In this rare and exclusive interview with one half of Daft Punk, Matt Everitt asks Thomas about the origins of the electronic duo, their first show, why they wore helmets and why they decided to end Daft Punk.
Matt Everitt: When did you first perform in front of an audience?
Thomas Bangalter: As Daft Punk, it was in 1994 or 95 in a bar – slash – club in Marseille called The Trolleybus which was on the Vieux Port which is the harbour in Marseille on the left side of the docks. It’s this very long, narrow corridor that turns into a club. We were kind of terrified and Guy-Man was so terrified that he spent the entire – there was this table with all the machines and the samplers and synthesisers – that the spent almost half of the show hidden under the table. It was just me with him but him adjusting the buttons and the machines from below like that. And that was the first one with electronic music.
Matt Everitt: I have to ask you about – with Daft Punk – you start wearing the helmets and it starts becoming this separation. Obviously it’s a really clever thing to do because you just concentrate on the music. As people, did you have to do that? Because it got really big.
Thomas Bangalter: Oh it got completely out of proportion. Wearing some masks and having fun with a white label, anonymous quality of the rave scene or the underground scene…there was this collective in Detroit called Underground Resistance which we really liked and there was just a general aspect of just playing those records, listening to music that you really didn’t know sometimes what the name of the song was or the track […] After Homework, it’s true that – I mean our manager at the time Pedro Winter usually jokes about the fact that we would go a little bit before photo shoots to those shops where they sell tricks and party masks and things and just get random things and just have fun with hiding, with plastic masks, or clown masks and things like that. After having done that for a year or so around the release of Homework I really remember thinking – it would be fun to just have some special effects guys from Hollywood do these personas – robotic personas like if they were part of the cantina scene in Star Wars or something like that. It was a weird idea and neither me nor Guy-Man ever imagined it would end up taking such proportions where it just seemed like a very weird idea to mix these ideas that you would get from watching a sci-fi movie. There’s been the Kiss makeup or The Residents’ eye and what could be fun to play around with an imaginary character.
Matt Everitt: Are they in a warehouse? Is it like in the end of the Raiders in the Lost Arc where they open a big warehouse and there’s a hundreds of different masks and helmets?
Thomas Bangalter: There have been many different generations and some are very rusty and rusted! So it’s where you feel like oh ok, time has passed. Some are really starting to become quite deteriorated. It’s fun memories. It was fun to start an adventure like this and to create this narrative and to blur this line between fiction and reality because in some way I felt it’s almost like directing a film without cameras […] It allowed for certain playfulness around this and without imagining that actually the performance act or something would actually last that long. You have an idea like that when you’re like 25, you don’t say ‘you know what, we’re just going to build robot masks and dress up like robots until the day we die.’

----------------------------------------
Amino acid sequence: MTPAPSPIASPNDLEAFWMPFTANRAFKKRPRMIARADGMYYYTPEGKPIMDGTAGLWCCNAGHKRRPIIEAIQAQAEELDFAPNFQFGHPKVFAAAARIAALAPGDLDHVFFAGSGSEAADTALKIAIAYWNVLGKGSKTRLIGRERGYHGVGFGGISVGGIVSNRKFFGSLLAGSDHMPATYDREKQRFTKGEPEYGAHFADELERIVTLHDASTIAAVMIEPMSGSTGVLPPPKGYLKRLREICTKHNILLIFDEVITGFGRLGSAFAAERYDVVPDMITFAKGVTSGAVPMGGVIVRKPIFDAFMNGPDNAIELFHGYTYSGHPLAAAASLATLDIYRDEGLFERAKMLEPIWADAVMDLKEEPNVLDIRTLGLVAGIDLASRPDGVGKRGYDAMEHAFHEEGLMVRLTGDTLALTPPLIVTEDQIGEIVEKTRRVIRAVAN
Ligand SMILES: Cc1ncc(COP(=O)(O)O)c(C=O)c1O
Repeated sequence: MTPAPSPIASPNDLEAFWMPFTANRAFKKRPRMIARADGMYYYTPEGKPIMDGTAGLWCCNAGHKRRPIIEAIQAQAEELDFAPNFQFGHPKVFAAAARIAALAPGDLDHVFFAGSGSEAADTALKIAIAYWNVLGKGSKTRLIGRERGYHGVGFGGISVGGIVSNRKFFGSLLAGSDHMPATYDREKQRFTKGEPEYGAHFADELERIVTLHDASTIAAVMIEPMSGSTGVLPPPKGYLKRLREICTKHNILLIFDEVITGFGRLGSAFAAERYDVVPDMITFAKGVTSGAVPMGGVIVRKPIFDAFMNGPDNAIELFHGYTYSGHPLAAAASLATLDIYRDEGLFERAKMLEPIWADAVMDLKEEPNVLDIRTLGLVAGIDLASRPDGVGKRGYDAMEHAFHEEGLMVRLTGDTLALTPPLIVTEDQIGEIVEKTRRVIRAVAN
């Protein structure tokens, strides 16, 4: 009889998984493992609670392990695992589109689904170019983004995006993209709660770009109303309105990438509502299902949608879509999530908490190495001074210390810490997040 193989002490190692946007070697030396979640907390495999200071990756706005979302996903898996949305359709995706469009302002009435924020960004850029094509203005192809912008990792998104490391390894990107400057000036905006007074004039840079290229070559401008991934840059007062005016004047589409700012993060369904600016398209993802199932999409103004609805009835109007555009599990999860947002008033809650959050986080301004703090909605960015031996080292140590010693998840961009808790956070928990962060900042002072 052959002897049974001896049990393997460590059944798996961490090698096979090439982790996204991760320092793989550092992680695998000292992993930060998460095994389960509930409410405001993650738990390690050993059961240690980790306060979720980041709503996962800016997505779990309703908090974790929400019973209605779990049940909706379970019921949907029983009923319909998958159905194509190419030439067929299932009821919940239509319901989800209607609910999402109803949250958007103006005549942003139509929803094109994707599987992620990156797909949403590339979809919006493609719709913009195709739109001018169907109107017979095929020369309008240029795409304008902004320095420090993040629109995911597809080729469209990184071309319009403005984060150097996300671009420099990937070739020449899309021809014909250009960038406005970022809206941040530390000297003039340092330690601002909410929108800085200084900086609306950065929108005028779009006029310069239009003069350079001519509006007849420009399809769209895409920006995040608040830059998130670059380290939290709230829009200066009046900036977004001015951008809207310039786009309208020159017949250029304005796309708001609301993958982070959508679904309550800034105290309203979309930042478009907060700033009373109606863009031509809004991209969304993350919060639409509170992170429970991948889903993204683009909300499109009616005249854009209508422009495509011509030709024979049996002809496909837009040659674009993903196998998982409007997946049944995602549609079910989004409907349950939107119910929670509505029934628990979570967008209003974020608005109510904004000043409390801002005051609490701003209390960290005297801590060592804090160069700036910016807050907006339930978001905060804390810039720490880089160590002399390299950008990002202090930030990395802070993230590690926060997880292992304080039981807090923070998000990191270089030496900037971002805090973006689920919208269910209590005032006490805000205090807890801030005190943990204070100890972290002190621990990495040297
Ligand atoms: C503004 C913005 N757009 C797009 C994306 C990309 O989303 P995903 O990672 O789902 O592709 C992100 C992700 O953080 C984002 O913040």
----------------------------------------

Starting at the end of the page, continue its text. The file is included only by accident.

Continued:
Matt Everitt: Why did you end Daft Punk?
Thomas Bangalter: I think you know, again there’s a connection between fiction and reality and everything we did was the different chapters in the story. And a story by definition has a beginning, a middle and an end […] It’s as if every reason or every clue in that semi-fictional or semi-autobiographical body of work as a partnership is disseminated inside. […] The question I ask more myself is why we did end it rather than how long could it last for so long. We were very critical, me and Guy-Man, on the history of rock and roll – of all these bands that eventually […] start to be disconnected and age […] and we didn’t think that we could get away with it either. When we started I was 18 and when we ended Daft Punk I was 46. It’s been a significant part of my life but I am relieved an happy to look back on it and say ok we didn’t mess it up too much. It’s a lot of discipline and effort – same thing with the characters, with everything, so it definitely felt good. But it’s a lot like story or mini sagas – sometimes there’s a TV show or something that has a special place in people’s heart and it keeps that place and it runs for one, two, three, four, five, sometimes 10 seasons and there’s a moment where it ends and I think it’s actually interesting to have this opportunity to start, have the middle and to end it.